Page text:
A team of researchers led by Alexandra Dubinskaya, of Cedar-Sinai Medical Center has found that the medical benefits of women using vibrators are strong enough to warrant doctors prescribing their use to female patients on a regular basis. In their paper published in The Journal of Urology, the group describes their metastudy of research into the health impacts of vibrator use by women and why they believe the time may have come for them to be considered medical therapy devices.
Prior research has suggested that frequent masturbation by women can have positive health impacts, both physical and mental. In this new effort, the researchers noted that little work has been done on the use of vibrators as a masturbation aid and whether they have positive health impacts. They reviewed research databases for studies that involved use of vibrators for medical benefits and found 558 papers, which they whittled down to 21.
In their analysis, the researchers found evidence of a host of benefits of regular vibrator use, noting that it improved the health of the pelvic floor, reduced vulvar pain and led to improvements in overall sexual health. They also found instances of regular vibrator use leading to improvements in incontinence along with pelvic floor muscle strength.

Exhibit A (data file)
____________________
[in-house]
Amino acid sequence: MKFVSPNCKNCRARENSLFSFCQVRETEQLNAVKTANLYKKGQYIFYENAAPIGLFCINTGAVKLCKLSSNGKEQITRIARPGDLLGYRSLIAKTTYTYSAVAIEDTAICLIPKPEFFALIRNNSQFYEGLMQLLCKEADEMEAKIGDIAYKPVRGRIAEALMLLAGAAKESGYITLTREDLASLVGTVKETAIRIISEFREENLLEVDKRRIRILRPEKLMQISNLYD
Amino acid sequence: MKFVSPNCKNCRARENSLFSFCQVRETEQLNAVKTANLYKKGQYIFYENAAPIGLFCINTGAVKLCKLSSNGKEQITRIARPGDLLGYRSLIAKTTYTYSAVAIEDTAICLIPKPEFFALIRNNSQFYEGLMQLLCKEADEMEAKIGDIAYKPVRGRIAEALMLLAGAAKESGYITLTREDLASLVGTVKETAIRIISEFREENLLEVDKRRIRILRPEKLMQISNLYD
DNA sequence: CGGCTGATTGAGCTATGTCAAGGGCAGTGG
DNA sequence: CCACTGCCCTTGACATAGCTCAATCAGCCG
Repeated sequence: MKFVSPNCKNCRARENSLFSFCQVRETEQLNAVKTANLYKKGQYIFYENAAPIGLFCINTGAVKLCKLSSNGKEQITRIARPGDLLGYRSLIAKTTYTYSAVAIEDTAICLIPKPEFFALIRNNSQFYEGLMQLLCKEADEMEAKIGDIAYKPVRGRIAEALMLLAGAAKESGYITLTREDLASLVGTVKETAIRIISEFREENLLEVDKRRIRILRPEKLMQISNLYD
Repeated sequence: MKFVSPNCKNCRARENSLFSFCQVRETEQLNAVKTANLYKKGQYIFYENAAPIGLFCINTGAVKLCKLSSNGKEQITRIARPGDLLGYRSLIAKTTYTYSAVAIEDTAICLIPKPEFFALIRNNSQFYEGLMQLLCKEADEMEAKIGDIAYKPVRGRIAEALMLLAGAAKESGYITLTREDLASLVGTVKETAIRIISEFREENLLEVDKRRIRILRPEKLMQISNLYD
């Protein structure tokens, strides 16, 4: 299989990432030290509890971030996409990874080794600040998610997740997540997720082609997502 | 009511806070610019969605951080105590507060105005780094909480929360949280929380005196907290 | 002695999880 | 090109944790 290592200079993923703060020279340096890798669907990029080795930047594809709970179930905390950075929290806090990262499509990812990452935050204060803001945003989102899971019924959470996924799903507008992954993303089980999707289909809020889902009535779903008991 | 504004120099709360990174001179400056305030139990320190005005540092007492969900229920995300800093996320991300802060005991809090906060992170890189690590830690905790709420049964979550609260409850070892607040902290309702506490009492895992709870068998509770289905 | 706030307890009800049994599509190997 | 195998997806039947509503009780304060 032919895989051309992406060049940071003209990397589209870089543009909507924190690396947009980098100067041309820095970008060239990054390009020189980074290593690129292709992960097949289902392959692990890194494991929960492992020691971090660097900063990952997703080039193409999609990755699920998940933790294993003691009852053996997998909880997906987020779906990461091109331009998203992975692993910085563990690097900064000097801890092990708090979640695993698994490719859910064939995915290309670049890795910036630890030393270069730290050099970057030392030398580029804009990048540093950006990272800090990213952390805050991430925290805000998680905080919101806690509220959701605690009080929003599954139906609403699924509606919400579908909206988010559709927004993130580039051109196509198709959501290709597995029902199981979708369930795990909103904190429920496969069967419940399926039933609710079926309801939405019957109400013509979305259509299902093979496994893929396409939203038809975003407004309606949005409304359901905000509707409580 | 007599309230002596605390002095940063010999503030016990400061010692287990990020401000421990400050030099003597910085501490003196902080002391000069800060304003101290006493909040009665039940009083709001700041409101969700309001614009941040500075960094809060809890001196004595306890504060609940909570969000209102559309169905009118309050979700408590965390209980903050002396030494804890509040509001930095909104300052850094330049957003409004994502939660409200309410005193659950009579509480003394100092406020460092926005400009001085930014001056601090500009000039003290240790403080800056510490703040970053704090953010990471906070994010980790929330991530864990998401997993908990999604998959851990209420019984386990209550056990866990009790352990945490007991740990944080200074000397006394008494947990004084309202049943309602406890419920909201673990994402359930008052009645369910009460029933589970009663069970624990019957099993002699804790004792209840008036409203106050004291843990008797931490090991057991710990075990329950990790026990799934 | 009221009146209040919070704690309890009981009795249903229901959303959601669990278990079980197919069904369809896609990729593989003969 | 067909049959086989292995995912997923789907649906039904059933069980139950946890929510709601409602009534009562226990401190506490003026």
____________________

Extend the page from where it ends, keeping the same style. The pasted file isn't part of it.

The researchers note that use of a vibrator during masturbation reduces the time it takes for a woman to achieve an orgasm, and also helps with achieving multiple orgasms. Other prior research associates experiencing regular orgasms with stress reduction and an improvement in overall sexual health. They suggest that adding a vibrator to masturbatory experiences leads to better outcomes.
The researchers conclude that vibrators can and should be considered not just sex toys, but therapeutic devices. And that, they point out, suggests that it is time that female pelvic medicine and reconstructive surgery specialists, and perhaps doctors in general, begin prescribing vibrators to their female patients. The team will be presenting their findings at this year’s Annual Scientific Meeting of the American Urological Association.
Vibrators had a long history as medical quackery before feminists rebranded them as sex toys
Alexandra Dubinskaya et al, MP38-16 IS IT TIME FOR FPMRS TO PRESCRIBE VIBRATORS?, Journal of Urology (2022). DOI: 10.1097/JU.0000000000002592.16
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Researchers suggest doctors should start prescribing vibrators to women (2022, May 24)
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